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Mobile dev site: We never knew about Facebook, Apple hacks

First read about own role in Wednesday's news

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Mobile developer website iPhoneDevSDK says it was completely unaware of its own involvement in a recent online attack that compromised Macs at Facebook, Apple, and other companies – that is, not until its admins read about it in the tech press on Wednesday morning.

"As the most widely read dedicated iOS developer forum, we're targeted for attacks frequently," iPhoneDevSDK administrator Ian Sefferman wrote in a blog post on Wednesday.

Despite knowing this, however – and despite the fact that the security world has been abuzz about the attack on Facebook and others since February 15 – Sefferman says he first learned about iPhoneDevSDK's involvement in the incident from an article at AllThingsD that morning.

Prior to that, Sefferman says neither Facebook, nor law enforcement, nor any other company had attempted to contact iPhoneDevSDK about the issue.

Upon hearing the news, Sefferman says he immediately got in touch with Facebook to find out what it knew about the attack, and that iPhoneDevSDK has been working with Zuck's security bods ever since.

From what Sefferman has been able to determine on his end, the attackers managed to compromise a single iPhoneDevSDK admin account, which allowed them to inject JavaScript code into the site's templates to trigger the exploit.

To be precise, the JavaScript code targeted a vulnerability in the Java browser plug-in, one of a series of such flaws that have been discovered by security researchers – and, unfortunately, a few miscreants – in recent months.

The iPhoneDevSDK attack was unusual, however, in that it involved malware that specifically targeted OS X. Macs aren't usually singled out for such attacks, owing to Apple's relatively small share of the global PC market.

The fact that Macs were the target in this case suggests that the attackers were aware that iPhoneDevSDK was a site for iOS developers and that they crafted their exploits accordingly. Security firm F-Secure has even suggested that iOS developers were themselves the true targets, and that the attackers were hoping to gain access to their workstations to insert malicious code into their mobile apps.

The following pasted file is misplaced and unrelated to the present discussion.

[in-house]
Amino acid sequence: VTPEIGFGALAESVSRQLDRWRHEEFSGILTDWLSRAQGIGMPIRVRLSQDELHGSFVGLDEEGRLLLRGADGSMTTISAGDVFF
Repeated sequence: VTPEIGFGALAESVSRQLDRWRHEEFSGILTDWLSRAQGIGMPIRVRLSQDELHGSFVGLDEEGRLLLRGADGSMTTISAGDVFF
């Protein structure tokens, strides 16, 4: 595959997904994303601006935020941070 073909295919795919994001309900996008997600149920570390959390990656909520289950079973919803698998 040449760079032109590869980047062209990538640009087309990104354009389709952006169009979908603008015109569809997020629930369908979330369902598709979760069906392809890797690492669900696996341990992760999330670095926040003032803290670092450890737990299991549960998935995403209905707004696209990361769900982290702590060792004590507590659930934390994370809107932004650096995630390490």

But if that was the attackers' true aim, how close they came to accomplishing it is not clear. As was the case with Facebook earlier, Sefferman said he believes no user data was compromised, but that iPhoneDevSDK's administrators have reset the password of every account anyway, just to be safe.

Apple and Oracle have also since patched the Java vulnerability that made the Mac exploit possible, though Cupertino's fix lagged somewhat behind Oracle's.

For his part, Sefferman isn't wrong when he says iPhoneDevSDK is a frequent target of attacks. According to the site's forums, the last major incident was as recent as July 2012, and the time before that was in November 2011. In each case, web browsers and search engines flagged the site as a dangerous malware distributor.

Sefferman says these earlier incidents prompted the site to switch from vBulletin forum software to Vanilla Forums, which he claims is much more secure. He says he believes the Vanilla Forums software had nothing to do with the attack that affected Facebook and others; rather, one weak password seems to have been to blame.

"We're still trying to determine the exploit's exact timeline and details, but it appears as though it was ended (by the hacker) on January 30, 2013," Sefferman said, adding that iPhoneDevSDK is still working with Facebook, law enforcement, and "other targeted companies" to track down the culprits.

The Reg has reached out to Facebook to inquire as to why iPhoneDevSDK was not contacted sooner about the issue, but the only response so far has been conspicuous silence. ®

Internet Security Threat Report 2014

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